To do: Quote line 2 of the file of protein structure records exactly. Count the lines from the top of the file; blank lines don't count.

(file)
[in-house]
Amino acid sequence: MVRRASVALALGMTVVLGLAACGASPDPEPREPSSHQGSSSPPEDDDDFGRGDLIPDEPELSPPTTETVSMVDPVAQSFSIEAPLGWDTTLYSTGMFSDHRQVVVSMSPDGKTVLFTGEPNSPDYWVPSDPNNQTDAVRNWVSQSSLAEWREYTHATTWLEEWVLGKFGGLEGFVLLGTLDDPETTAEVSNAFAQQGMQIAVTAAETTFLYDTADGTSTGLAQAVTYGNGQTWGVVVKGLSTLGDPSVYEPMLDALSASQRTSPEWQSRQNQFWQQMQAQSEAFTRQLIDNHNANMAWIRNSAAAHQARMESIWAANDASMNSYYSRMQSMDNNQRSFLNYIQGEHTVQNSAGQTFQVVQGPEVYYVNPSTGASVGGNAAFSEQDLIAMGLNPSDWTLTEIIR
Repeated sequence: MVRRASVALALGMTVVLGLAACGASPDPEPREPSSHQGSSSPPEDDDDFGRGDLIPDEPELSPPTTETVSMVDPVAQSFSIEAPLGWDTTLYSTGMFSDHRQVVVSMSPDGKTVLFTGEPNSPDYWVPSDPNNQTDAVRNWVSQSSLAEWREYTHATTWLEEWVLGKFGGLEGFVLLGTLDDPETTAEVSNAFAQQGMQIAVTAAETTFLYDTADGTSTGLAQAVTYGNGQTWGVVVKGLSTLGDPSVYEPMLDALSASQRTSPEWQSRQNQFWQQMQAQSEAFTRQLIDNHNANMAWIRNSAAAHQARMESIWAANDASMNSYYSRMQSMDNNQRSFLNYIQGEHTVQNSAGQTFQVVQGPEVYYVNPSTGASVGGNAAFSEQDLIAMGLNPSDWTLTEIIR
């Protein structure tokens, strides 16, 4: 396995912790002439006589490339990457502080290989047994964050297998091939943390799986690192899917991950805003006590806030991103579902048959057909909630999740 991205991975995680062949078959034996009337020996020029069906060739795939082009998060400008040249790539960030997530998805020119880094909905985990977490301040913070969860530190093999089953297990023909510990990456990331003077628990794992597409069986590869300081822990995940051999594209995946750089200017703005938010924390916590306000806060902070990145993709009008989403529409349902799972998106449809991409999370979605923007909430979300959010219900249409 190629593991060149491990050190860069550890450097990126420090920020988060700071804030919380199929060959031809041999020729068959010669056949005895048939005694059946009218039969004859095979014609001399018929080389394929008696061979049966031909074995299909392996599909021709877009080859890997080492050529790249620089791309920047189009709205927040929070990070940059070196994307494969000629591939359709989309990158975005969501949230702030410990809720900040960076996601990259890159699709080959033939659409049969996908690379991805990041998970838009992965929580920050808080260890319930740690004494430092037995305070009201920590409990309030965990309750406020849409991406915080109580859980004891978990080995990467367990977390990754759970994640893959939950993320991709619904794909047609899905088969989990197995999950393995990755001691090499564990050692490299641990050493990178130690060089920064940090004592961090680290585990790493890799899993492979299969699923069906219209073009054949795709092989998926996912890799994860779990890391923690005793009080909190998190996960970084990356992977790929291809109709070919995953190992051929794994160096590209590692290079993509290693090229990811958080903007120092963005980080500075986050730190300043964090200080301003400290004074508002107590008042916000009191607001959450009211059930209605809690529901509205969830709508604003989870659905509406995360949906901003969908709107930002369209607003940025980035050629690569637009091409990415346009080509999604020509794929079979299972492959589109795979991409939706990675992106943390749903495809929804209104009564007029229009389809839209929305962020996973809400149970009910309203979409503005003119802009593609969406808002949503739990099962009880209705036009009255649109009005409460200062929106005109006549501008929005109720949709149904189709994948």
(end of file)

Amino acid sequence: MVRRASVALALGMTVVLGLAACGASPDPEPREPSSHQGSSSPPEDDDDFGRGDLIPDEPELSPPTTETVSMVDPVAQSFSIEAPLGWDTTLYSTGMFSDHRQVVVSMSPDGKTVLFTGEPNSPDYWVPSDPNNQTDAVRNWVSQSSLAEWREYTHATTWLEEWVLGKFGGLEGFVLLGTLDDPETTAEVSNAFAQQGMQIAVTAAETTFLYDTADGTSTGLAQAVTYGNGQTWGVVVKGLSTLGDPSVYEPMLDALSASQRTSPEWQSRQNQFWQQMQAQSEAFTRQLIDNHNANMAWIRNSAAAHQARMESIWAANDASMNSYYSRMQSMDNNQRSFLNYIQGEHTVQNSAGQTFQVVQGPEVYYVNPSTGASVGGNAAFSEQDLIAMGLNPSDWTLTEIIR